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In this alternate history, the Roman Empire survives and discovers America, inciting a clash of warriors, worlds and gods.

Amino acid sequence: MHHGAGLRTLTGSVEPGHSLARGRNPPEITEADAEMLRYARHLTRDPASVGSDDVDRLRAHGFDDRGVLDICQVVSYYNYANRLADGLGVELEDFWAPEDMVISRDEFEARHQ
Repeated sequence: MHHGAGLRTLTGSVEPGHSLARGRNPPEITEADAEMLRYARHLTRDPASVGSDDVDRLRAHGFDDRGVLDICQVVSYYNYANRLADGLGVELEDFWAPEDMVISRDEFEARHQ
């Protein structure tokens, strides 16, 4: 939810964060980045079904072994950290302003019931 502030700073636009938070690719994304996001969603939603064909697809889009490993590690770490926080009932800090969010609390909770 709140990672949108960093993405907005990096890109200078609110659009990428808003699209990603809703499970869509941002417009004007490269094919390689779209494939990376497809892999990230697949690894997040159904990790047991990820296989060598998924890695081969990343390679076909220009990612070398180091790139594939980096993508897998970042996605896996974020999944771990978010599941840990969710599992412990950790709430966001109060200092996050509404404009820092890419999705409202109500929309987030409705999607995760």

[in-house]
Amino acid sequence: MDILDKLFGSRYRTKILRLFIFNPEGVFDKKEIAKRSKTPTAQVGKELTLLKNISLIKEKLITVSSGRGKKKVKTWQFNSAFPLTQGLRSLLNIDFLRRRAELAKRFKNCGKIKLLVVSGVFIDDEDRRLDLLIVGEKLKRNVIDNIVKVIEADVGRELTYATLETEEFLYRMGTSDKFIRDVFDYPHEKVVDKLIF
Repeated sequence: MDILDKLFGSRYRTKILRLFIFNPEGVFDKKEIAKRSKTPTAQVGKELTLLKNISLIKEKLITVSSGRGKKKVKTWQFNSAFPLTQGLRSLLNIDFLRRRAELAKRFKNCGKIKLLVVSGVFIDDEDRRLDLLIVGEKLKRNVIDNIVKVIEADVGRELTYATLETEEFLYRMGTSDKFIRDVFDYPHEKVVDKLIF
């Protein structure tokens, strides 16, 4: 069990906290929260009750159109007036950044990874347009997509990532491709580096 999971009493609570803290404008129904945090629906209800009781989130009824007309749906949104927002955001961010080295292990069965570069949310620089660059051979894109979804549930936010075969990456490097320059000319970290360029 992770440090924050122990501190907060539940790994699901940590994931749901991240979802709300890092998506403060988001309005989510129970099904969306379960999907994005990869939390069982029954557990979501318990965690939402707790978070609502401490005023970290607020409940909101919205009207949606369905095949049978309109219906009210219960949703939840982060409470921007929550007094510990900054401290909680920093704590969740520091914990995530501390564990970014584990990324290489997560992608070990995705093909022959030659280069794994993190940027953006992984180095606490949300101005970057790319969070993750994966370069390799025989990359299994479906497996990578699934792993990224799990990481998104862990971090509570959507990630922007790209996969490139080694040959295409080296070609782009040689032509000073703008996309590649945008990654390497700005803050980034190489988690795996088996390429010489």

The Aliens have landed, but far from being the beginning of a new golden era, as is so often envisioned by science fiction, the encounter proves to be a massive disappointment. The initial meeting happens just the way Hollywood B-movies have always envisioned it, right down to the hubcap shaped flying saucer landing on the front lawn of the White House. The aliens look just like us. They talk just like us. They even have flying saucers filled with antiquated human technologies, like punch card-operated mainframes. The reality of aliens is so banal that their existence triggers a series of suicides throughout America's UFOlogists. The story of their arrival is told through the eyes Brian Johnson, a literature professor whose life is turned upside down when one of the aliens subsumes his wife's identity. As Johnson is confronted with increasingly disorienting losses of time, he is soon forced to confront the fact that identity, memory, and even reality may be more fluid than humans have ever imagined. After the Saucers Landed is a masterpiece of slipstream, a genre defined by cognitive dissonance. As such, it is anything but a straightforward narrative. Douglas Lain tells the story of humanity's first contact with an alien race in a non-linear fashion, through a rapid series of increasingly disorienting jumps to imply a loss of time in a manner similar to that of Vonnegut's Slaughterhouse-Five or Christopher Nolan’s film Memento. That can make the book a challenging read at times, but the gambit ultimately proves very satisfying. The Google generation will love the way Lain litters his novel with references calculated to send readers running to Wikipedia. Set in the sixties and seventies, the book drops references to art, B-movie cinema, literature, along with sixties and seventies culture on almost every page. Meanwhile, readers of vintage science fiction will find Lain's writing style familiar ground, resembling the simpler, more sincere narrative voice of the masters of the golden age of science fiction like Isaac Asimov, Alfred Bester, and E. E. Smith.